Sunday, May 17, 2009

Carboard Boxes Full of Treasures

"Give away all your stuff and follow me." That's essentially what Jesus tells the rich young ruler (Luke 18:22). It's a passage I've wrestled with for years, and came to my mind again as a I reflected upon this past week. After graduating from college last weekend, I packed up most of my belongings, crammed them into my family's van, and headed home. That was just the beginning. My family is hoping to put our house on the market next week, so the Realtor tells us our house (where we've lived for over ten years) needs to be organized and open. My closet needs to be half empty, some of the many bookshelves need to go, cabinets must be emptied and moved... you get the picture. This boils down to hours of packing and moving and organizing and packing and moving. Mom says our stuff has become a burden.

I've always thought it wouldn't be that hard to live with only the most necessary possessions. When I travel I happily get by on the few items that fit into my small suitcase. As long as I have enough food to sustain me, enough clothes to keep me warm, friends to be with, and most importantly, God as my portion, I am quite content. Or is there one more stipulation: that all my treasured belongings are safely at home or in my parent's attic?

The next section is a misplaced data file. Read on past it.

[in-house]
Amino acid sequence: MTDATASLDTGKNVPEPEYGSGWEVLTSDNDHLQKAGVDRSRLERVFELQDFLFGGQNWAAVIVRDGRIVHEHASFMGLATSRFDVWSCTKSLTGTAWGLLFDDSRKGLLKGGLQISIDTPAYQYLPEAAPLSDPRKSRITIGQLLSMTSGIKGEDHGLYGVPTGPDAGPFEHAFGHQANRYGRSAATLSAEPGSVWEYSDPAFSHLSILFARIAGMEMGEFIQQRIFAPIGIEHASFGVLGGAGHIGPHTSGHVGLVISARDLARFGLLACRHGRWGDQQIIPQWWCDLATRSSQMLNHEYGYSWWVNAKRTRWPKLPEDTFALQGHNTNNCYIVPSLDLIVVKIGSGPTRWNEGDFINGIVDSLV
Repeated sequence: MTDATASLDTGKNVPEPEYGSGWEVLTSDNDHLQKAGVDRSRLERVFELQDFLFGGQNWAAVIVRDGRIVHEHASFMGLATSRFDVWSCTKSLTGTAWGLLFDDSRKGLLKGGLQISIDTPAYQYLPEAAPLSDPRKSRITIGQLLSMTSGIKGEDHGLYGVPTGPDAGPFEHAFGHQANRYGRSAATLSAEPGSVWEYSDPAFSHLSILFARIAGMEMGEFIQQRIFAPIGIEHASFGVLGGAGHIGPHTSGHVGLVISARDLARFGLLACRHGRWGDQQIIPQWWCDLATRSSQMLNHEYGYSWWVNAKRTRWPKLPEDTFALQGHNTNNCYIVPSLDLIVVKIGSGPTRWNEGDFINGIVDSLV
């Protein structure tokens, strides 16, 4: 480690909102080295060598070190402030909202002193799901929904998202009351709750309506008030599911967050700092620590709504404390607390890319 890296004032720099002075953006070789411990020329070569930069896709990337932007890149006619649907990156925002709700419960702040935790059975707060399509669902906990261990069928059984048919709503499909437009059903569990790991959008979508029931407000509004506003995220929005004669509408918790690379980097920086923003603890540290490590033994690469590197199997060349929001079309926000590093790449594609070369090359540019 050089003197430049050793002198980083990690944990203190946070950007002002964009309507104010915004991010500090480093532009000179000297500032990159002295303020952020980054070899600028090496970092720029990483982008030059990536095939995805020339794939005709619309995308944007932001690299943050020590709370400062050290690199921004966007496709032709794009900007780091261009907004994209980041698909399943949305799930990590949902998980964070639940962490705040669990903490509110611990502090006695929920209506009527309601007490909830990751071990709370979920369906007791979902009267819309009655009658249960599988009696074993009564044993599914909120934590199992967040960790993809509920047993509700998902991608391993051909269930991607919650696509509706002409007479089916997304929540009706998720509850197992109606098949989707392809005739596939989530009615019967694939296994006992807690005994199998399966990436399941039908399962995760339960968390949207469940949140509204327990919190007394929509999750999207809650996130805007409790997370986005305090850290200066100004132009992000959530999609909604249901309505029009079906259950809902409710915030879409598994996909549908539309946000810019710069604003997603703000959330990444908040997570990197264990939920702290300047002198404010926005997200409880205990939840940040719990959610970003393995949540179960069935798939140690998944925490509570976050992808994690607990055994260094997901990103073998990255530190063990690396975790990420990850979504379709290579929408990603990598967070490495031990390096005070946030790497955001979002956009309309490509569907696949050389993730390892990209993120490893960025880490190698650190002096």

You see, what I've realized this week is that it's one thing to think about living for God, unhindered by material possessions. It's another thing to actually give away that comfy sweater I wear on the weekends, or that set of dishes for special occasions, or that box of items from my childhood, each of which are tied to memories. And what about all those things which were gifts? Somehow it doesn't seem right to give them away again, especially if we use or enjoy them, or if they remind us of a dear friend. It seems that Jesus doesn't ask everyone to give away all they own, but he did ask that one man to do so, and I often wonder what exactly, if not that, he asks of me.

Jesus and his disciples discuss how it is nearly impossible for a rich man to enter God's kingdom. Then Jesus says something which encourages me: "What is impossible with men is possible with God." (Luke 18:27) We really can't do this on our own, but God, the all-powerful God, will graciously reach out to help us.

Despite this graciousness on the part of our Lord, shouldn't we also at least try? By just living in the way that I am most comfortable, trusting God to change me and free me from my attachment to things, I am pretty sure I am "cheapening" God's grace (to borrow a concept from Deitrick Bonhoeffer). I need to pray that God will change me, and to practice things like generosity. This isn't works righteousness. This is recognizing my tendencies to be selfish and hoard things unless I discipline myself otherwise, and pleading my need for grace.

I think these thoughts also apply to how we spend our time, but I talked about that on March 9th. Will you join me in this struggle? It is my prayer that, twenty years from now, through His grace I will find it easier, rather than harder, to give away anything and everything as I follow Christ.

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